I acquired a very laid back horse over a year ago.  I just ride him around the pasture and everything has been great up to now.  I went to get on him for the first time in about 6 weeks (weather and work have prevented it up to now.  I have gone several times for this amount of time and had no problems. I saddled him up and he was a little jittery. Nothing even major.  I led him out to get on him and he was fine. I got on him and rode him maybe five minutes and he bolted and turned on me.  He has never done that. There was absolutely nothing out to startle him, he just wanted to go back to the barn. I did not let him and he jumped and reared and turned to go to the barn. I rode him to the round pen and got off of him to run him a bit. This is when it got ugly.  He did two turns around the round pen and turned and charged me. By slamming the whip in front of him I got him to back off, but then he turned and started to kick at me with his both his hind feet.  He kept coming. I zigged, he zagged, but he kept coming.  I tried using the whip to direct him away. He kept coming. He was literally running backwards and trying to kick me with both feet. A cat ran by the round pen and distracted him for a second.  I stood still and so did he until I started to move then the whole thing started over again. He had his head turned back to look at me. I dodged to the other side and threw myself through the fence. I got out a split second before his hooves hit the fence where my head would have been.

I am totally baffled.  We have never had any problems with this horse. Anyone could ride him at anytime.  I have even round penned him before. We have had no issues up to this point.  I have let small children on this horse!  I really don’t know what to do at this point. Please give me any ideas you may have on this. He is an 8 year old gelding purchased from an individual who used him as a recreational horse also.  He has never been abused or mistreated.  Looking forward to your answer.


Thank you, Mandy


Hi Mandy,

It is quite disturbing and scary when a horse we thought we knew and could trust suddenly becomes dangerous and aggressive. There are a number of possibilities going on here. Initially, my thought is that the horse probably was in pain and when you got back to the barn and pushed it around in the round pen as a punishment, it was pushed into frustration so much that, as a very frustrated human might do, he lashed out at the source of the frustration, you. Equine feelings of frustration stem from and lead to outright fear. When a horse is fearful enough it will strike out. As I wasn’t there to actually experience or see what happened, I can only guess at a few reasons for his behavior.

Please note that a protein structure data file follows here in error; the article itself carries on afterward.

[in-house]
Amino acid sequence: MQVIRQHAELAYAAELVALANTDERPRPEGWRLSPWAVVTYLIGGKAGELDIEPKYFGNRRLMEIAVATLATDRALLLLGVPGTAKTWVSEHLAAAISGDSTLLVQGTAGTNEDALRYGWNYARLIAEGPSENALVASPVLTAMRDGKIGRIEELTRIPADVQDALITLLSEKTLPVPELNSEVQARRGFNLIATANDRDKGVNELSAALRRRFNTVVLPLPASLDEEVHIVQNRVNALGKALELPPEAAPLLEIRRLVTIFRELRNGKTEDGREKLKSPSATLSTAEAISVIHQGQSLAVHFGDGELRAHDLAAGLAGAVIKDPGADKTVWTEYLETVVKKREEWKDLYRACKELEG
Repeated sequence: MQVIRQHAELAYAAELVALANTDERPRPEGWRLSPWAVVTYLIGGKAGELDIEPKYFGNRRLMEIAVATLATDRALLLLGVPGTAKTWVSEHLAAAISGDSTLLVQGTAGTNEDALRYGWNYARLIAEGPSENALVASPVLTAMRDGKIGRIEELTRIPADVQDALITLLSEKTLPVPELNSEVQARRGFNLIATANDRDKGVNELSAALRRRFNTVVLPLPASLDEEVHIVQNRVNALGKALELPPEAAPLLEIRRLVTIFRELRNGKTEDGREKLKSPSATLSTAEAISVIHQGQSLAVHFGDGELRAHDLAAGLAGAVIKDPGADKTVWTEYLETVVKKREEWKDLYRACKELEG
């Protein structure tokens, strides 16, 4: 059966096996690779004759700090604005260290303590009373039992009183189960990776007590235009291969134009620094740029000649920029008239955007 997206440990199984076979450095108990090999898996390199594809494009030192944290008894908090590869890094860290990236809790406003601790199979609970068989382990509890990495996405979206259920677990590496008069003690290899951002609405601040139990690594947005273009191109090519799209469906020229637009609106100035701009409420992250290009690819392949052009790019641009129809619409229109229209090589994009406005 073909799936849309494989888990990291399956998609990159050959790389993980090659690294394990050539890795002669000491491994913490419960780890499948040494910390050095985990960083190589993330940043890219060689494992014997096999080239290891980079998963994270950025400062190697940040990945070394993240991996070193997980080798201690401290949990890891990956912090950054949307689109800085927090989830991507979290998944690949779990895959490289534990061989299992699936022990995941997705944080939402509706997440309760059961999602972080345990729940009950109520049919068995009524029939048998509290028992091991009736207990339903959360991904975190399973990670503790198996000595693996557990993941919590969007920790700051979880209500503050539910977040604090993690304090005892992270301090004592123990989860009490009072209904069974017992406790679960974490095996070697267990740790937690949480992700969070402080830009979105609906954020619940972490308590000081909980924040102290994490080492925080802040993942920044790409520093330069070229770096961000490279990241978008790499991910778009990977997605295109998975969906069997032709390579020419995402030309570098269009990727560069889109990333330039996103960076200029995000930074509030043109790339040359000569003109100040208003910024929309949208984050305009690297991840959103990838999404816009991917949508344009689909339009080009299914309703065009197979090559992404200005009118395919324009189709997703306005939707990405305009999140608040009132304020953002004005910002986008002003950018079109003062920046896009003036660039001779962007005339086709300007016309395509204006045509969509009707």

You say after several minutes of riding that particular day, he turned and bolted back to the barn. You say there was no reason for this, that nothing startled him. This may not be the case as horses see much more than we do and even things very far away. They can spook at many things we would not see. This is a possibility for any horse, anywhere. So, I would not rule out that he got afraid enough to want to run back. Next thing is your energy when the incident happened. It sounds like you very quickly got angry as you felt he was doing this for no reason other than being stubborn or just plain bad. When we bring that energy to a horse, often they return it right to our faces and come at us in the same way we are behaving with them. This is how some wars begin. Additionally, he now had you on the run in the round pen and will remember he can intimidate you. Not good at all. When you started to punish his behavior in the round pen, that was the last straw for the horse. Your response to the incident is the reason he is now so aggressive, doesn’t trust you and has become dangerous towards you. If we punish a child for being afraid, his fear can easily turn to anger towards us. Kids kill parents sometimes. Horses kill their owners sometimes.